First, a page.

What Are the Different Types of Mortgage Debt Relief?

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  • Written By: Mary McMahon
  • Edited By: Shereen Skola
  • Last Modified Date: 29 December 2018
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Mortgage debt relief can include full or partial forgiveness of loans, acceptance of settlements, interest rate reductions, and loan modifications. Borrowers may qualify for assistance regardless of their income if they have difficulty repaying a mortgage, particularly on a primary residence. People with concerns about mortgage repayment can contact their lenders to see which options are available. A debt counseling service may have additional advice and information for borrowers.

One option is loan forgiveness. In this form of mortgage debt relief, the lender agrees to reduce all or part of the outstanding debt on the loan. Total forgiveness is rare, but it may be possible to bargain down the loan balance. The reduced balance can make it easier to make payments, and may allow people to pay off their homes more quickly. Some lenders may also accept cash settlements to clear the loan and discharge the debt.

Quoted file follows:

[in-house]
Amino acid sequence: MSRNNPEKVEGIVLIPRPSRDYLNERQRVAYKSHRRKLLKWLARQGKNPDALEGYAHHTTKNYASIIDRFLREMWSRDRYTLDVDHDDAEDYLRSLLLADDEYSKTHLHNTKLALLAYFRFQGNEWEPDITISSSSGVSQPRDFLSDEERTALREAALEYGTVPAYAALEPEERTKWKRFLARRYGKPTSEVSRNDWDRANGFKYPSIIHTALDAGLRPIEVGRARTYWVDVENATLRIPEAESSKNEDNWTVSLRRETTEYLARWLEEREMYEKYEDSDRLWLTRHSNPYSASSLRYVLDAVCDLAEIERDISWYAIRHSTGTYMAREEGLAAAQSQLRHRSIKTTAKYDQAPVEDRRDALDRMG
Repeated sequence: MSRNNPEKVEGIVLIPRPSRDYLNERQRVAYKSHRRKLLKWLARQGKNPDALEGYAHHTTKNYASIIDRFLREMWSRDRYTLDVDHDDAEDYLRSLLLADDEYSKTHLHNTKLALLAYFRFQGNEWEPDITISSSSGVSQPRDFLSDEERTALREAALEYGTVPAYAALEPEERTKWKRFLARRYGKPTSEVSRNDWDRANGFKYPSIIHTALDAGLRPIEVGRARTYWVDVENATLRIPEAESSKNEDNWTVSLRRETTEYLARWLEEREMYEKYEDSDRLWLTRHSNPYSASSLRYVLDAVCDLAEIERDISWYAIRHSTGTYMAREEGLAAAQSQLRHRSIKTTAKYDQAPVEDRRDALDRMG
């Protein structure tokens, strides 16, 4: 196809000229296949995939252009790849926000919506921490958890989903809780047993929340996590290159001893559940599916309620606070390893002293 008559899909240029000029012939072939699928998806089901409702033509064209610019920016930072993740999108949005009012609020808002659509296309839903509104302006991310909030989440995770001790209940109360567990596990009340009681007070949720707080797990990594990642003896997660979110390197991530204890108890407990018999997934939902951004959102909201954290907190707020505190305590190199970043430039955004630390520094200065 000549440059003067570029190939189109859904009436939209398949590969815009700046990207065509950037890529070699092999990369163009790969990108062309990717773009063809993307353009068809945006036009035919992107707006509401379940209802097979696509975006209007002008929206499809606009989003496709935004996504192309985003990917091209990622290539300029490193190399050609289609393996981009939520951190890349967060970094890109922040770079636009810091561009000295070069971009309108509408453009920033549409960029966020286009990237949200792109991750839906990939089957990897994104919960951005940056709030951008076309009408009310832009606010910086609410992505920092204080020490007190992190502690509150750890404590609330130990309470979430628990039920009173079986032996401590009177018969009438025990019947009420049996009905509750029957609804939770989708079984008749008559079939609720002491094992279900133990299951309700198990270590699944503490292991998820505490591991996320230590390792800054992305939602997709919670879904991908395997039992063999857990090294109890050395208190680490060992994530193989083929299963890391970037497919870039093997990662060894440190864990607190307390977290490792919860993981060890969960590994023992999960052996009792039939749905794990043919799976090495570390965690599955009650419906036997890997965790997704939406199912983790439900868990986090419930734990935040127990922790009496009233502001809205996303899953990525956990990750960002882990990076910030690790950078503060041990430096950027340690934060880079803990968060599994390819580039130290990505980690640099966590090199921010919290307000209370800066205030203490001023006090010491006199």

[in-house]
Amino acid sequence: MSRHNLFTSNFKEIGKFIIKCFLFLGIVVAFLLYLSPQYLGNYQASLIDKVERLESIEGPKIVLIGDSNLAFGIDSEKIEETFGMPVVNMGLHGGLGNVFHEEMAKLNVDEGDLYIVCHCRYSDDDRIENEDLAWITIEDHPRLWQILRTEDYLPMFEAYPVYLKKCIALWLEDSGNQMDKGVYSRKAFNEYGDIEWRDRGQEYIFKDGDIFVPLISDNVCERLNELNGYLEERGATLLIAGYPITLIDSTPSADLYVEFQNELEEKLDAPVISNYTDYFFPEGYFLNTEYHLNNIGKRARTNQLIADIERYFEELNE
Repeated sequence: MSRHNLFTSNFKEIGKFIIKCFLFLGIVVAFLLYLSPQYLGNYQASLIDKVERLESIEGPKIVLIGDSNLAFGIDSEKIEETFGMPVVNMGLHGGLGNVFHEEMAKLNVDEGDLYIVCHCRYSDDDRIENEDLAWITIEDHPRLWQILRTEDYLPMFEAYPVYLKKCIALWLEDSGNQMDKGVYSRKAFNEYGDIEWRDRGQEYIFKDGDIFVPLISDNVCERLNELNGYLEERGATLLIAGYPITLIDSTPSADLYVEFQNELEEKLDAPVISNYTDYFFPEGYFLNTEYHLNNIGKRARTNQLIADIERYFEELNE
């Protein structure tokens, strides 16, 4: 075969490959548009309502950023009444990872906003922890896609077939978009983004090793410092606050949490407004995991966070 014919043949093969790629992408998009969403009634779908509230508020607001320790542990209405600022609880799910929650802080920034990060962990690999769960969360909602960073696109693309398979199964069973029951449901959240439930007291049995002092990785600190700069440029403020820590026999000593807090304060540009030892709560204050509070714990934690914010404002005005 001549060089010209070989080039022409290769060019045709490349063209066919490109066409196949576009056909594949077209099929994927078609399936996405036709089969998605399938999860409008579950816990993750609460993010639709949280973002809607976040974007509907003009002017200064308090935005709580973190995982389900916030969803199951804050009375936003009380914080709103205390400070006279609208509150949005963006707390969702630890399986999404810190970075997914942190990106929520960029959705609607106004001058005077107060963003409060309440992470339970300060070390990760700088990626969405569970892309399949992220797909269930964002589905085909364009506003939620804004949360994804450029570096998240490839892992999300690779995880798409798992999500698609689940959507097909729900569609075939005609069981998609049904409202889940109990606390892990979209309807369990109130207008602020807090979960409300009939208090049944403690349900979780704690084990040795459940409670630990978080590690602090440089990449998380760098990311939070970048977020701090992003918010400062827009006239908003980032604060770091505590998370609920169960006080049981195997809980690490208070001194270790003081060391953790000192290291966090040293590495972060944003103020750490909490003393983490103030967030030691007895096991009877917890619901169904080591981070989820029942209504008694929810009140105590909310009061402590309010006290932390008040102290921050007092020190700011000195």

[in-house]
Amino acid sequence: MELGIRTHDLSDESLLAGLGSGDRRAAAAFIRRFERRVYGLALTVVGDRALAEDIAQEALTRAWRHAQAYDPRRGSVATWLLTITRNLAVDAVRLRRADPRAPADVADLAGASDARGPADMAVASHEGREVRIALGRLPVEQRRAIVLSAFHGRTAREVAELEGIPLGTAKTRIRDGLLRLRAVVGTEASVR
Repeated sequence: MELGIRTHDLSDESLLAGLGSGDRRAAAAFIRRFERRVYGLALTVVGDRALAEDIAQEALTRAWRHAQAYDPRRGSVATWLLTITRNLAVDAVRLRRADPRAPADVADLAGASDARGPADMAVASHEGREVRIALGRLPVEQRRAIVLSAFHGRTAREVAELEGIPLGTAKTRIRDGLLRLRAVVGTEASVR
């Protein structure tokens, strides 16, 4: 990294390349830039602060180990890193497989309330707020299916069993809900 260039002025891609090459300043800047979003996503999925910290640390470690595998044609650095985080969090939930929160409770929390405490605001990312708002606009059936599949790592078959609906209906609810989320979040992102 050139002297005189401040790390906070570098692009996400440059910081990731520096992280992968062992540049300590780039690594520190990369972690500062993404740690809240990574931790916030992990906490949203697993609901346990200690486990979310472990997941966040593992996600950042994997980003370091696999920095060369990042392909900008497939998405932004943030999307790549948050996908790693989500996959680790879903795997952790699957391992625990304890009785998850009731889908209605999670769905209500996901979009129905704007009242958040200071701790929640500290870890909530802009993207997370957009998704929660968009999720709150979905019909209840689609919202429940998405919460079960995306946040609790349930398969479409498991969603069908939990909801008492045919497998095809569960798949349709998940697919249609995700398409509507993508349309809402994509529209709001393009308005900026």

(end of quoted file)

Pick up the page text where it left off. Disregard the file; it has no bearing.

Another choice is an interest rate reduction. A lender may agree to reduce the interest on a loan as part of a mortgage debt relief program. Other loan modifications may also be available, such as a conversion to a fixed rate loan, or reductions in monthly payments. These modifications are usually available to people with financial hardship who demonstrate a desire to repay the loan and show that they cannot cover their payments as they currently stand.


Consumers who receive mortgage debt relief should be aware of some potential issues. Banks that accept settlements or make modifications may report them to credit agencies, and this could reflect adversely on consumer credit. While it would be worse to default on a loan and walk away, the change to the consumer's credit can make it harder to access funds for several years. Consumers with concerns about this issue may want to meet with a credit counselor to explore ways to repair credit histories, such as paying down credit cards to reduce their overall balance with the assistance of a consolidation loan.

There can also be tax implications. The government may consider debt forgiveness taxable, except in special circumstances. Sometimes regulations may exempt mortgage debt relief from taxation, particularly during periods of economic turmoil where numerous people need assistance with debt. Borrowers who are not sure about their tax liability may want to consider meeting with an accountant to discuss this issue, and to determine if they should adjust the timing of mortgage debt relief to qualify for exemptions or other benefits.



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